“Live by Night” is a 2016 American crime film written, directed and co-produced by Ben Affleck, based on the 2012 novel of the same name by Dennis Lehane. The film stars Affleck, Elle Fanning, Brendan Gleeson, Chris Messina, Sienna Miller, Zoe Saldana and Chris Cooper. Set in the 1920s and 1930s, the story follows Joe Coughlin, the prodigal son of a Boston police captain. After moving to Ybor City, Tampa, Florida, he becomes a bootlegger and a rum-runner and, later, a notorious gangster. I have high hopes from this one since I usually love Ben Affleck’s work. After the break with “Argo”, he asked Harry Gregson Williams once again to write the score.
Lately, with the exception of “The martian”, HGW has been stuck in generic thriller and with his scores for Tony Scott movies or “The Equalizer” and I am looking for something more exciting for him. A story set in the 20s and Boston could suggest to the composer to use some Irish inserts to help anchor the music better in the story. The fiddle shows up for the first time in “Albert’s girl” and transports me to a dreamy and melancholic land. It’s a rare feature of this score as I get that feeling back only once more, in “One day”.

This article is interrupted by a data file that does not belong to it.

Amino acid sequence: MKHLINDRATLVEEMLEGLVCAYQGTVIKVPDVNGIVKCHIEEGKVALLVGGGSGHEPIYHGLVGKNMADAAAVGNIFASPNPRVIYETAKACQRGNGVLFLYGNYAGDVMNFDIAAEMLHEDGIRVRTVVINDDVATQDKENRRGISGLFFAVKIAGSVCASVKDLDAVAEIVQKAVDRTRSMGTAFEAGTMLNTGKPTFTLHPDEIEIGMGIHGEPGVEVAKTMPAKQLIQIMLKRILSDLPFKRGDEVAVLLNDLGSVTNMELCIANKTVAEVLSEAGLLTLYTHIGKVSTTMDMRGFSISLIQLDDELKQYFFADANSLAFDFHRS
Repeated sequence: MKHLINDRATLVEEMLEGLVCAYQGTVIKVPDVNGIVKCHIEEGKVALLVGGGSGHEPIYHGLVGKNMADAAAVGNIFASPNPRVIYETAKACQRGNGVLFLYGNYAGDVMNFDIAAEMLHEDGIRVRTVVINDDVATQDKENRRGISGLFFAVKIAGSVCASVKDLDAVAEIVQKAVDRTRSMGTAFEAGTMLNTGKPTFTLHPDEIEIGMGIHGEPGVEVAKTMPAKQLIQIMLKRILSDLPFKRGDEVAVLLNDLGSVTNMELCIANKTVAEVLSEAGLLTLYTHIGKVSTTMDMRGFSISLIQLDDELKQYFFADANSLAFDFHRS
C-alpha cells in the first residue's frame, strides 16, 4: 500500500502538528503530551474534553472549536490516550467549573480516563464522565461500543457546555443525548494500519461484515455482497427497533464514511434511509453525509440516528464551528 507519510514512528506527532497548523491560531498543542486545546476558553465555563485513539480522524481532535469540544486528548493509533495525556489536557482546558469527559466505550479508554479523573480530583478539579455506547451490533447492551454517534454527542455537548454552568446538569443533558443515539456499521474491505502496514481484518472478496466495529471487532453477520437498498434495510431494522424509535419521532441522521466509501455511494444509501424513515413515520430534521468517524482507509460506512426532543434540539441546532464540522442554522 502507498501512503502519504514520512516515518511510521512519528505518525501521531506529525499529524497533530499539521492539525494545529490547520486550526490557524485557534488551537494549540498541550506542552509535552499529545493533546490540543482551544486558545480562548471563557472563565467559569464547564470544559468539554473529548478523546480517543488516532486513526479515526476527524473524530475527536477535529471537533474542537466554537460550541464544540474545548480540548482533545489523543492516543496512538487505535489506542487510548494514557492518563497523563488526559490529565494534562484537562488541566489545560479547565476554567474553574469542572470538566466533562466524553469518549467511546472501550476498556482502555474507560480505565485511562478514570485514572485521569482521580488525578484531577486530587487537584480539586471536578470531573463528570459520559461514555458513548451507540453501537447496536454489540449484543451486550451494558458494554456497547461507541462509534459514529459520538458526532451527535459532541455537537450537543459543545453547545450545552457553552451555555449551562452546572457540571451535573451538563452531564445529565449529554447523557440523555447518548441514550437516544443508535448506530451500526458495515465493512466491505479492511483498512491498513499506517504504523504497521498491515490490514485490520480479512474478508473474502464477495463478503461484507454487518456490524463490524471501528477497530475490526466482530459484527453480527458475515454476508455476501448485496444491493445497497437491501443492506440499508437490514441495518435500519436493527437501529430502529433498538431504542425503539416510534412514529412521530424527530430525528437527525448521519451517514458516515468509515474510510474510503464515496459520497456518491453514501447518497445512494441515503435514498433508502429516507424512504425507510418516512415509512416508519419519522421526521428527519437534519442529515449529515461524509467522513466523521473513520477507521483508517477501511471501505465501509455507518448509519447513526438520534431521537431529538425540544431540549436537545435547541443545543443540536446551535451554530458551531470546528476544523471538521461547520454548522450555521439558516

It’s only an exception though as the score dives back into quiet background land. The only rays of light for me are the warm emotional moments like “Graciela” for example. It’s an insert that’s less than a minute long but it makes sense for me, it’s the echo of a very nice feeling. The suspenseful parts though are not for me; it’s film music I’ve heard countless times before in thrillers and doesn’t do anything for me.
“Live by night” works when the composer makes his music louder or more emotional. I enjoy those moments; I enjoy the elegiac female vocalizations which are a nice break from the by the numbers score and reminds me why I used to love Harry Gregson Williams’ music so much. Same with the louder and more alert moments like “Uncovering the clan” and “Live like kings”. I am happy to hear a cue like “The getaway” because it’s more exciting than the usual thriller music Harry has written in the past few years.
“Live by night” is an uneven score that doesn’t break Harry Gregson Williams’ recent pattern. It does bring a bit more emotion and I found moments to connect with but overall there isn’t a lot to remember from this album. What did you think of it?
Cue rating: 77 / 100
Total minutes of excellence: 7 / 45
Album excellence: 16%
Dion takes over